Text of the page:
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John Healey: Annex D of PPS25 does not list substances classed as hazards under the Chemical Hazards Information and Packaging Regulations. However it classifies installations requiring hazardous substances consent as ‘highly vulnerable’, potentially limiting their location in areas of high flood risk. This was set out to help planners match the vulnerability of development to the degree of flood risk to avoid inappropriate development in flood risk areas.

There was wide consultation in preparing PPS25, and the Department continues to work closely with stakeholders to implement the policy to avoid inappropriate development in areas at risk of flooding and to direct development away from areas at highest risk, while recognising that where the need for development clearly outweighs the flood risk, it is safe.

No central estimate of the number and percentage of storage facilities for such materials in Flood Zone 3 areas is available.

Home Information Packs

Mr. Graham Stuart: To ask the Secretary of State for Communities and Local Government whether clients of property location agents will be required to put a home information pack in place; and if she will make a statement. [146663]

Yvette Cooper: The Housing Act 2004 makes it clear that the responsibility to obtain a home information pack is on the person responsible for marketing the property. Section 150 of the Housing Act 2005 states that a person, or business located in England or Wales, acts as an estate agent if he does anything in pursuance of marketing instructions from the seller to carry out activities designed to introduce a potential buyer to the seller or to sell the property by auction.

Housing Associations

Andrew Rosindell: To ask the Secretary of State for Communities and Local Government what Government affordable housing schemes administered by housing associations are in operation. [147968]

Yvette Cooper: I refer the hon. Member to the answer given today (UIN 147377).

Housing: Chelmsford

Mr. Burns: To ask the Secretary of State for Communities and Local Government how many new dwellings were built in the Chelmsford local authority area in each year between 2000 and 2007. [146652]

Yvette Cooper [holding answer 2 July 2007]: The numbers of new dwellings built in the Chelmsford local authority area in each financial year since 2000-01 are in the following table. Figures shown are as reported by local authorities.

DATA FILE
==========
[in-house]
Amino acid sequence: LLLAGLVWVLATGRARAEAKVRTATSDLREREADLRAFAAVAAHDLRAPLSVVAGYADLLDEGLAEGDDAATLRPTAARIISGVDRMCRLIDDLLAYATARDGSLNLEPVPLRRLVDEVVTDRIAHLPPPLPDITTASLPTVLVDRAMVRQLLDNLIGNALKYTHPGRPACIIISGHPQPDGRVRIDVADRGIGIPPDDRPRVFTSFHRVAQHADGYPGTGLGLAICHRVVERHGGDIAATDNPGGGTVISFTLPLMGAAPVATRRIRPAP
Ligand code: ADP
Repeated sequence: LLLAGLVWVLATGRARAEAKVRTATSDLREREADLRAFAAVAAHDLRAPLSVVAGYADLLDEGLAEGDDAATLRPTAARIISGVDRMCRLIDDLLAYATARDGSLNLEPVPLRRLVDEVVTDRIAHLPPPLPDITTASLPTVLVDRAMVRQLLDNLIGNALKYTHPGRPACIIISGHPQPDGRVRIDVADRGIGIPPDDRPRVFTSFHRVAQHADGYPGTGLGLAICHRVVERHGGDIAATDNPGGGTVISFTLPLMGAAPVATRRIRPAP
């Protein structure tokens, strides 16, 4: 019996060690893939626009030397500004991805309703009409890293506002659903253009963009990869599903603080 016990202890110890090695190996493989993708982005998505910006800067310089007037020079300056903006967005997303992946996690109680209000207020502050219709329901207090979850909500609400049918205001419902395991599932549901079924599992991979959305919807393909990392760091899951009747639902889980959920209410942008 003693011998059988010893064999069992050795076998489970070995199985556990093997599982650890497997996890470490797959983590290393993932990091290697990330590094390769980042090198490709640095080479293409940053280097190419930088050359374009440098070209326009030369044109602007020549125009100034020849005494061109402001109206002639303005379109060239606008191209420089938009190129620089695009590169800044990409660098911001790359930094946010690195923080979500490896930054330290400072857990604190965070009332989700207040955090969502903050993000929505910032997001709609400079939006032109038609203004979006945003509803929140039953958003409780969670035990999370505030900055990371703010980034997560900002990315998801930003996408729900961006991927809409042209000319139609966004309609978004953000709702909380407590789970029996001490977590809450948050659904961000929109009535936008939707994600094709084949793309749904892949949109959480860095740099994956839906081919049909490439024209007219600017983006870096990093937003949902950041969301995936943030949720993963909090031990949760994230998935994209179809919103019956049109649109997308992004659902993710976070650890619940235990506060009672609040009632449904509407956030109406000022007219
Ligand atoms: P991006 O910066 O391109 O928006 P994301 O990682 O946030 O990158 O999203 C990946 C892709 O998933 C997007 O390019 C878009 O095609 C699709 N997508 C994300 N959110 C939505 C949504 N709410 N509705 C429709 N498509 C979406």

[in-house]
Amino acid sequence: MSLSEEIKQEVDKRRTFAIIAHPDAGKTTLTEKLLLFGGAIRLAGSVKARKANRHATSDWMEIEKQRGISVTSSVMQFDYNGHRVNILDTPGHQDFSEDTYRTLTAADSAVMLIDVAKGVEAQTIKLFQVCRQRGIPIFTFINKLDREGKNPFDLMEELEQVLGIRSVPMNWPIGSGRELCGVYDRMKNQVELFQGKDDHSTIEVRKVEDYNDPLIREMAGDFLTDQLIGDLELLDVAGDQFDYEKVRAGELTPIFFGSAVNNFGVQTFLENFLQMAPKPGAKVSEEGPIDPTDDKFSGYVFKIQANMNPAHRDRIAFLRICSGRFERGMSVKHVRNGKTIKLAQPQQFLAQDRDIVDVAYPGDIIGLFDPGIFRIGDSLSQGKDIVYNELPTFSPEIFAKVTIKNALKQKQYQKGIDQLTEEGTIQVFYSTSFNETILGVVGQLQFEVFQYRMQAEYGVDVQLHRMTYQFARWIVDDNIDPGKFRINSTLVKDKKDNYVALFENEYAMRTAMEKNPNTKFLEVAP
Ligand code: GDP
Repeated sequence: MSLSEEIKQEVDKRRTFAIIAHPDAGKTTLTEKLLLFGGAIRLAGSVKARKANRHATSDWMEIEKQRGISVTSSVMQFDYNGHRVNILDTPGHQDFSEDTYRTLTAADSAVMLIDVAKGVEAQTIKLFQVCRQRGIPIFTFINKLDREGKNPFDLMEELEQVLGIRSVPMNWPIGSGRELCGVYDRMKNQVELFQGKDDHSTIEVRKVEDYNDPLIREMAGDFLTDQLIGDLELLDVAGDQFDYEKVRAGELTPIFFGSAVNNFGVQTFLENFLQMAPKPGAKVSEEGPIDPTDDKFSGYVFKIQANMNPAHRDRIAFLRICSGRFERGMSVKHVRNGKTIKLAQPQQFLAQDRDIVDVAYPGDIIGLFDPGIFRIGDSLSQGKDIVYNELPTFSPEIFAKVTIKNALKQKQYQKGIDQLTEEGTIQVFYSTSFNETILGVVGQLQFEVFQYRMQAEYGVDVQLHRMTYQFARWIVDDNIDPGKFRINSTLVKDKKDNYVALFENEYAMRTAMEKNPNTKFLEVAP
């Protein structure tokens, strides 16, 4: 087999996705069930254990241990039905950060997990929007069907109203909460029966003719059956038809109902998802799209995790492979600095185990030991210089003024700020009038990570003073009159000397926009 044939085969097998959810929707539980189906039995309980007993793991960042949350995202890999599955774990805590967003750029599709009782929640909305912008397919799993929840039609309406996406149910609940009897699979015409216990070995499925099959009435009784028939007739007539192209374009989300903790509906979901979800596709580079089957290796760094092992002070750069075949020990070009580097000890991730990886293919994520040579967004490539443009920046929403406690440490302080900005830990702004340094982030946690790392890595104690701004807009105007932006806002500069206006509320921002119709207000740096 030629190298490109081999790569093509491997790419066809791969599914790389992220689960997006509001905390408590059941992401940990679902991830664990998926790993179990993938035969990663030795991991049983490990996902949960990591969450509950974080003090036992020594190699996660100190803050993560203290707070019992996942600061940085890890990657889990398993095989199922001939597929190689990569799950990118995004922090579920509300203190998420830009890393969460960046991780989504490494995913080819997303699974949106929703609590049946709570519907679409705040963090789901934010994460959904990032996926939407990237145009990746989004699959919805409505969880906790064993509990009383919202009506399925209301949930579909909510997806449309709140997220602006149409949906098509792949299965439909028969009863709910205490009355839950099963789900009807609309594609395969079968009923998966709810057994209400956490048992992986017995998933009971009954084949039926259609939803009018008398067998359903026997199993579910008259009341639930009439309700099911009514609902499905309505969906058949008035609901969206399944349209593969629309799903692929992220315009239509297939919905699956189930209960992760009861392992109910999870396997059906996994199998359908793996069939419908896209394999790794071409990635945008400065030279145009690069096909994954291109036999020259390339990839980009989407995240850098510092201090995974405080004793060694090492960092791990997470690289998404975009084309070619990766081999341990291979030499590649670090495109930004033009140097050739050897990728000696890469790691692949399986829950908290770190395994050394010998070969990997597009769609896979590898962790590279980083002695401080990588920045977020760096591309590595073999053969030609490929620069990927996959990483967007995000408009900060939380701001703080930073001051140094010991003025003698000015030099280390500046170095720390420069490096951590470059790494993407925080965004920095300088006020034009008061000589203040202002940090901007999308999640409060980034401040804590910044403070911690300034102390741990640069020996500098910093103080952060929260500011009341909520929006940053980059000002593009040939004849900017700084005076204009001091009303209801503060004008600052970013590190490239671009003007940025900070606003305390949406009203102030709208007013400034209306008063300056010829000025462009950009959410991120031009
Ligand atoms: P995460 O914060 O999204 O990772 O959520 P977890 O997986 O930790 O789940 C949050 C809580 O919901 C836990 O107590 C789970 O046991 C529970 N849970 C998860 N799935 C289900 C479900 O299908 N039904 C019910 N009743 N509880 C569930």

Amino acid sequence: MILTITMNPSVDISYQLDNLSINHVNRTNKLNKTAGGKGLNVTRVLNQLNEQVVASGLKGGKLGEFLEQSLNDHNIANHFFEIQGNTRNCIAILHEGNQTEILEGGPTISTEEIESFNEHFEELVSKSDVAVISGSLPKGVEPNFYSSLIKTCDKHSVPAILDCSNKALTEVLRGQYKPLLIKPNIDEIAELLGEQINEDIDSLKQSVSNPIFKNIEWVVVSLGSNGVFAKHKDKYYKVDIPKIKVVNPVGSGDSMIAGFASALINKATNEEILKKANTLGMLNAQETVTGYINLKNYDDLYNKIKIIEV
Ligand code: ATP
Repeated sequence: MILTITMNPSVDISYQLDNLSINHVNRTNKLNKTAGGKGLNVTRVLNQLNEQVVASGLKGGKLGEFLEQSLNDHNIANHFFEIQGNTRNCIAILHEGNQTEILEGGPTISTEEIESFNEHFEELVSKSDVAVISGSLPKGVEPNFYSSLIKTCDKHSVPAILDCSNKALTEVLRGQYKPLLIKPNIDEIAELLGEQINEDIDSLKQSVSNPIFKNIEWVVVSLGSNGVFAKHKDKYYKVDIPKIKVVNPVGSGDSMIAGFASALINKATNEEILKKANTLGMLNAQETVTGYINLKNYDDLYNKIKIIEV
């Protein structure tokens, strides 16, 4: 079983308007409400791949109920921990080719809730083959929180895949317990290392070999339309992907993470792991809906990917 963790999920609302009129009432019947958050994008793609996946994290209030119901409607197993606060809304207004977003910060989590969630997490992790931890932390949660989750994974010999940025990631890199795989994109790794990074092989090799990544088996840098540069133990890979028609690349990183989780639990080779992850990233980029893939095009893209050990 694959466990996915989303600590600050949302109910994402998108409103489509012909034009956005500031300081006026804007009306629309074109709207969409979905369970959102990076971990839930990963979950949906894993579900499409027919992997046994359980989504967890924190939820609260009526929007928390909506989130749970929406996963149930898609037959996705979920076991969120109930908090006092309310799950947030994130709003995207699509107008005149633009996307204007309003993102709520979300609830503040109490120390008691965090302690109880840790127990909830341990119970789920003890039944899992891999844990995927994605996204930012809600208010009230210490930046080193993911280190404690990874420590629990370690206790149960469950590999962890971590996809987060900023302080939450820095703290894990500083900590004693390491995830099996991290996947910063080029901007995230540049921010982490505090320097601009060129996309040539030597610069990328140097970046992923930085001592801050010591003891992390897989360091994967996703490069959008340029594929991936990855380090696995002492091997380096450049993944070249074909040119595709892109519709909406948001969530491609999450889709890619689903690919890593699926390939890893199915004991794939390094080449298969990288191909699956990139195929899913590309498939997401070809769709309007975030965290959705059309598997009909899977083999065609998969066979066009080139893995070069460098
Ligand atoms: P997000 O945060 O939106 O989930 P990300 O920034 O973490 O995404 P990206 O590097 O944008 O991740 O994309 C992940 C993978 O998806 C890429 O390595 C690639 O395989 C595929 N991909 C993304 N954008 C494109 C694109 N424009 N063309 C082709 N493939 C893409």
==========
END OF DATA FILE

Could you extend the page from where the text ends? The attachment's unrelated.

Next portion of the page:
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House building completions: Chelmsford
Dwellings

2000-01

542

2001-02

519

2002-03

838

2003-04

863

2004-05

764

2005-06

440

2006-07

533

Sources: P2m returns from local authorities, returns from National Housebuilding Council (NHBC)


Housing Construction: Eco-towns

Mr. Hoban: To ask the Secretary of State for Communities and Local Government what estimate she has made of the contribution of the five planned eco-towns towards the Government's target of building 200,000 net additional homes per year by 2013. [146393]

Yvette Cooper: Eco-towns will be key to delivering the Government's target of building additional homes. Further decisions about the programme, including potential funding support, more detailed criteria, and potential locations will be taken following detailed assessment work, and the outcome of the Comprehensive Spending Review. We hope to announce these later this year.

Mr. Hoban: To ask the Secretary of State for Communities and Local Government what proportion of the 10,000 to 20,000 new homes in each planned eco-town will be social homes. [146401]

Yvette Cooper: Eco-towns, as announced in the Government statement of 7 March 2007, should be sustainable communities, supporting a mix of housing types and tenure. Subject to the outcome of the comprehensive spending review decisions about the programme, including potential locations and the proportion of social housing will be taken following further assessment work. We hope to make an announcement about these later in the year.